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Re: IDTA Syllabus
Posted by anymouse
5/4/2009  2:00:00 PM
"The IDTA Amateur Syllabus for adults (Medal Tests), no longer specifies ANY figures at ANY level."

Most of the interest in what is on which level of which syllabus has nothing to do with medal tests, but instead to do with restricted competitions.
Re: IDTA Syllabus
Posted by Telemark
5/4/2009  2:16:00 PM
That might be true for competitors - in which case they will get no help from the IDTA syllabus - but it is not true for Medalists, who outnumber competitive dancers severalfold.
Re: IDTA Syllabus
Posted by anymouse
5/4/2009  3:02:00 PM
"That might be true for competitors - in which case they will get no help from the IDTA syllabus - but it is not true for Medalists, who outnumber competitive dancers severalfold."

On the contrary, the opposite is true. Competitors in restricted divisions substantially outnumber those studying for medal exams.

Re: IDTA Syllabus
Posted by Iluv2Dance
5/4/2009  11:45:00 PM
Hi Babamm,
The 'Latin Supplement' was written by Julie Laird (not Walter) and its purpose was to cover the figures recommended by the British Dance Council...

Anyway, if you are still interested then I suggest you read the Preface in the Supplement Book.
Re: IDTA Syllabus
Posted by dance.with.hiruni
2/10/2013  8:27:00 PM
I can email both books
Re: IDTA Syllabus
Posted by BioSimon
2/11/2013  12:29:00 PM

which editions do you own?

I have bought both the 1994-reprint of the 1988 edition of Walter Laird's Technique, as well as the 2003 edition (revised in 2006).

What I'm still looking for are the Supplement, but even more: the edition called the "Green Book" (I think it's from the 70s), I would be grateful for any hints where I could get those from:


Thanks in advance!
Re: IDTA Syllabus
Posted by Telemark
2/12/2013  12:53:00 AM
The 'Green Book' has been out of print for some time and is unlikely to reappear. I also understand that the IDTA have also acquired the copyright to the Laird Technique, and that a revision is in the pipeline. It remains to be seen whether the title lives on, but the recent revision to Howard (while mangling significant parts of the text to the point of absurdity) retained the name.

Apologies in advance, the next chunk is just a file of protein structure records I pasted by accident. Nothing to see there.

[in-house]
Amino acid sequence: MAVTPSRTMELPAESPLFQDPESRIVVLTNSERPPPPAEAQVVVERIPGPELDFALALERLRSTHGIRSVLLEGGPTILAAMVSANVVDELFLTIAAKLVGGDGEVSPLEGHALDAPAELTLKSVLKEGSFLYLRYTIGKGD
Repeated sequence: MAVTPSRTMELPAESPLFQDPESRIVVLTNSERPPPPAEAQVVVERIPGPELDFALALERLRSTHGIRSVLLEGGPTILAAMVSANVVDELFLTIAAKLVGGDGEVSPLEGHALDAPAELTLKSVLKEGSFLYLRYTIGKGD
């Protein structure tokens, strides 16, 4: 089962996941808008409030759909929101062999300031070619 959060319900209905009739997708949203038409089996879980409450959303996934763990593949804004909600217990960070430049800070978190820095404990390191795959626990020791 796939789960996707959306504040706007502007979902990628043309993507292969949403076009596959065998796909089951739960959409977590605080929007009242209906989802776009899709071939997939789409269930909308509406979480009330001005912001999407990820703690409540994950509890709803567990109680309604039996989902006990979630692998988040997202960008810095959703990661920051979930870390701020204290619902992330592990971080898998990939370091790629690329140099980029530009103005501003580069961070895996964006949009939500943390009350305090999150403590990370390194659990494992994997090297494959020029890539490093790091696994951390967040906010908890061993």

Re: IDTA Syllabus
Posted by nloftofan1
2/11/2013  8:42:00 AM
Fallaway Reverse and Slip Pivot is a Fellow (Gold) Foxtrot figure in Guy Howard's book. (On the page titled "Figures Common to More Than One Dance," Howard shows it for Waltz and Quickstep also.) But it is in the USISTD Silver Foxtrot Syllabus, in a figure called "Fallaway Reverse Turn Slip Pivot Curved Three." Is it easier for Americans to do, or is it just a matter of someone's difference of opinion?

On the other hand, I have not seen Three Fallaways (a natural follow-on to Fallaway Reverse and Slip Pivot) described in any syllabus. An instructor taught it to us in (what Americans would call International) Tango, and you can find it described on the Internet for other dances, such as Foxtrot (and it also works well in Waltz). My partner and I like this figure--in fact, she insists on doing it whenever possible. If someone can point me to a syllabus that lists this figure I would appreciate it.
Re: IDTA Syllabus
Posted by Telemark
2/12/2013  12:54:00 AM
Three Fallaways are charted in full in Hearn's 'A Technique of Advanced Standard Ballroom Figures', 2004.
Re: IDTA Syllabus
Posted by balldancer
9/26/2014  3:39:00 PM
The standard of the IDTA examinations is appalling as can be clearly proven by watching the standard of most dancers who take any, lierally any, of the examinations. It ssems that the only criteria is that those taking the exams can actually walk, but not necessarily very well. The standard of the examinations is a disgrace. It has to be seen to be believed and is highly insulting to those worthy of taking the examinations. Again, to judge for yourself, observe the standard of the dancing skills of those who have taken the exams. Usually it's a disaster.

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